This Side of Paradise

Frequency Score: 7.7                        Synchronometer: 9.0

Collin’s Review:

This Side of Paradise was written by renowned American author F. Scott Fitzgerald. Published in 1919, it preceded his most famous work, The Great Gatsby, by six years. In This Side of Paradise readers will glimpse flashes of Fitzgerald’s literary prowess that is more fully on display in The Great Gatsby.

The main character in This Side of Paradise is the intelligent, egotistic, and often misguided Amory Blaine. This story traces his development through his relationships and major life events. Amory is a unique character, he always seems to be caught up in an attempt to please others. Usually this is a romantic interest, but at other times he is trying to gain approval from his mother, his mentor, or one of his college friends. In this way, Amory is reliant on the judgement of outside actors to confirm his inner worth. Fitzgerald develops this dynamic with tact, forcing readers to think about their own lives and to consider if their happiness is dependent upon others.

Amory becomes romantically involved with several women. These relationships are characterized by tremendous emotional swings with intense initial yearning always followed by a  falling out that leaves Amory completely devastated. I found the character of Amory Blaine to be perplexing. I still don’t know whether I liked him or disliked him. However, I certainly enjoyed reading about him.

Interestingly, many events in Amory’s life mirror events in Fitzgerald’s life. Amory attends Princeton, fights in World War I, and suffers heartbreak. Fitzgerald graduated from Princeton University in 1914, famously broke up with his first love in 1915, and enlisted in the army in 1917. The similarities between Fitzgerald and Amory’s life make This Side of Paradise quasi-autobiographical. If Amory wasn’t based directly off Fitzgerald, he certainly shared many similar qualities with the author.

Fitzgerald fails in the plot development of this novel. The plot seems disjointed throughout as there isn’t a big point of conflict or even a common collective series of conflicts. Personally, the lack of coherence in the plot caused me to become distracted while reading.

Overall, there was a lot to enjoy in Fitzgerald’s first novel. This Side of Paradise contains the elegant rhetoric that Fitzgerald further develops in later works. Amory Blaine is a unique literary figure who is worth getting to know. Amory’s relationships and inner dialogue raise intriguing questions that may aid readers in reflecting upon their own lives. Fans of The Great Gatsby should definitely check out Fitzgerald’s formative novel.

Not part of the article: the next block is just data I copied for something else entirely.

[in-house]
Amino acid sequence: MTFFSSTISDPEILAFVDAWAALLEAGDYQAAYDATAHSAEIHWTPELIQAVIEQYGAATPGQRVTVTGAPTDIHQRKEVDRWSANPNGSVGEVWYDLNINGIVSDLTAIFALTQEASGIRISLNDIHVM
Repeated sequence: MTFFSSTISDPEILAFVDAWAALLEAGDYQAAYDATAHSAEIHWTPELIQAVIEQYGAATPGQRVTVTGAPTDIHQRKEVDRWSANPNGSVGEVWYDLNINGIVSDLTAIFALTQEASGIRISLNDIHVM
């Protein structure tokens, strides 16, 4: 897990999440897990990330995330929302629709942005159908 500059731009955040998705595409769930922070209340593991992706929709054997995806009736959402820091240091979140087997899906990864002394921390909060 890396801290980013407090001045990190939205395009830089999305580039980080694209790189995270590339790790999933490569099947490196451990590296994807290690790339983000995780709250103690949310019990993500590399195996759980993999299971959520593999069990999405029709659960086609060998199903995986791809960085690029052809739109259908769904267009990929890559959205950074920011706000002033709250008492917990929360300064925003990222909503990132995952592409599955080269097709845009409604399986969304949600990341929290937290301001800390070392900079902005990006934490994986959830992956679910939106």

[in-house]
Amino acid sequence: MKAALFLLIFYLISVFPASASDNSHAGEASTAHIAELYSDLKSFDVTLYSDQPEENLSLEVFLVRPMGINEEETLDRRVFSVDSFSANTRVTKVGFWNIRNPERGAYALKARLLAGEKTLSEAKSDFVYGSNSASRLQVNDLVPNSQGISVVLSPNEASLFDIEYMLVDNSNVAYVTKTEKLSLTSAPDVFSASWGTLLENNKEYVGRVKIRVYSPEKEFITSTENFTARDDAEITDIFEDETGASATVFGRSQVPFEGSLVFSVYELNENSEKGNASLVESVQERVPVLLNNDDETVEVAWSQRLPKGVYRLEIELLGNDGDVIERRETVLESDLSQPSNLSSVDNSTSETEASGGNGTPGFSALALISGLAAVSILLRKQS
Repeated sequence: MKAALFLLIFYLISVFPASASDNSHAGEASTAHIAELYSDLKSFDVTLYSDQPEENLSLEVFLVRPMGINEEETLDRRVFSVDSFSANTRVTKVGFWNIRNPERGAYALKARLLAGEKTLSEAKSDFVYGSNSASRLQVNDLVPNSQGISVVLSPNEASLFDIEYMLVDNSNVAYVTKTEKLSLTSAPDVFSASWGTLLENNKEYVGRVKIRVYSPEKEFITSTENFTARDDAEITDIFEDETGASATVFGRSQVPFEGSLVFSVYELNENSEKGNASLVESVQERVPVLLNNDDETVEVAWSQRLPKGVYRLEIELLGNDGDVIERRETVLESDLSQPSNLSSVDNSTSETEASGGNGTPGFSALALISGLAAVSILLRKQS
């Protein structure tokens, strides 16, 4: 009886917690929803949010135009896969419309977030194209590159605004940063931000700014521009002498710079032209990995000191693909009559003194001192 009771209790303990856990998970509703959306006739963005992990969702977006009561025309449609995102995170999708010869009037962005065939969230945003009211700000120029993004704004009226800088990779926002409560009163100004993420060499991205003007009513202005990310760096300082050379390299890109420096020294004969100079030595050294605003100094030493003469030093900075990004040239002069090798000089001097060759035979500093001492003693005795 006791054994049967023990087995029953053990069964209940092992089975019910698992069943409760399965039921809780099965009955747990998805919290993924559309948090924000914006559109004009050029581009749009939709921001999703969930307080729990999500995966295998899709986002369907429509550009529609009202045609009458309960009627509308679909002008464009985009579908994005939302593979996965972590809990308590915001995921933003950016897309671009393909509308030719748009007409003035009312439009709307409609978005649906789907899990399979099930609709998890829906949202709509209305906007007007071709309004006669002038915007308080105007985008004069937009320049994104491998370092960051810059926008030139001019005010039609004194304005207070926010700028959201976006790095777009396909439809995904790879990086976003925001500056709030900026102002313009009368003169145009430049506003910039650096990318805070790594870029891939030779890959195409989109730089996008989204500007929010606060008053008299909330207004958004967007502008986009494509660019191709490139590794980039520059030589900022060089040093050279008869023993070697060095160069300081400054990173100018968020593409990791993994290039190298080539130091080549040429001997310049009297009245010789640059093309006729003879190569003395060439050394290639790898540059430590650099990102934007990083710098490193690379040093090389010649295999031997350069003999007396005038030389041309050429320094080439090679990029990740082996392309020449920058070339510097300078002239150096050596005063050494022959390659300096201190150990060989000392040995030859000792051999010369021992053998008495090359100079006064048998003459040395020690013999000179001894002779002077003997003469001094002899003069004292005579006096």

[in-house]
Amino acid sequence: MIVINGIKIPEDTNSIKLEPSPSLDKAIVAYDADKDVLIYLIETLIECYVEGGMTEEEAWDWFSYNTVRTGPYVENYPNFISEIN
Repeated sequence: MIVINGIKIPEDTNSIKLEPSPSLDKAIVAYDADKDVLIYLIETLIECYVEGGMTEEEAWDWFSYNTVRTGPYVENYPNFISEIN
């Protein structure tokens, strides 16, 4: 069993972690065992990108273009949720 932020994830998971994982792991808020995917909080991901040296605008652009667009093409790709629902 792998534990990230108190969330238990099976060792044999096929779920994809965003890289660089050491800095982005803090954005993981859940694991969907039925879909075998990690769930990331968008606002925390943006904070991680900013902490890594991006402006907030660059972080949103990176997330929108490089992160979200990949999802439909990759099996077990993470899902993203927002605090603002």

C Score: 3.6

Tyus’s Take:

This Side of Paradise, the novel that broke F. Scott Fitzgerald onto the literary scene, is a truly unique book. I first discovered the work after reading The Great Gatsby in my junior year English class. I enjoyed reading The Great Gatsby so much that I was left quite enamored with Fitzgerald, and decided to seek out more of his writing in hopes of reciprocating the reading experience. This Side of Paradise, although very different in premise and style, fully delivered on my lofty expectations, and cemented Fitzgerald as one of my all-time favorite authors.

The novel, set in early 20th century America, details the life of one Amory Blaine and his search to discover himself in the midst of a tumultuous, extrinsically-driven world. Although there is hardly any semblance of a plot, (calling the book episodic would even be a stretch) Fitzgerald’s writing style fully immerses the reader in the struggles Amory faces on his quest to find his place in the world. Fitzgerald does this masterfully, as he exhibits an uncanny ability to make the mundane seem interesting.

The development of Amory’s character, however, is the true essence of the novel. At once overflowing with confidence yet afflicted by a paralyzing self doubt, Amory makes quite a curious protagonist. Although he can be frustrating at times, Amory’s evolution is admirable, and presents a theme that resonates with any reader. The decisions he makes, and what prompts them, provide insight into why we are who we are, and make a profound statement on the fluidity of identity.

It’s not often that a novel that has no overarching storyline or significant action is as compelling as This Side of Paradise. Inquisitive and thought provoking, the novel calls into question many flaws with society and an individual’s perception of him or herself that are still evident today. While it does not quite reach the same level as The Great Gatsby, This Side of Paradise is enjoyable and intellectually stimulating, and is more than worth a read.

 

T-Score: 4.1

 

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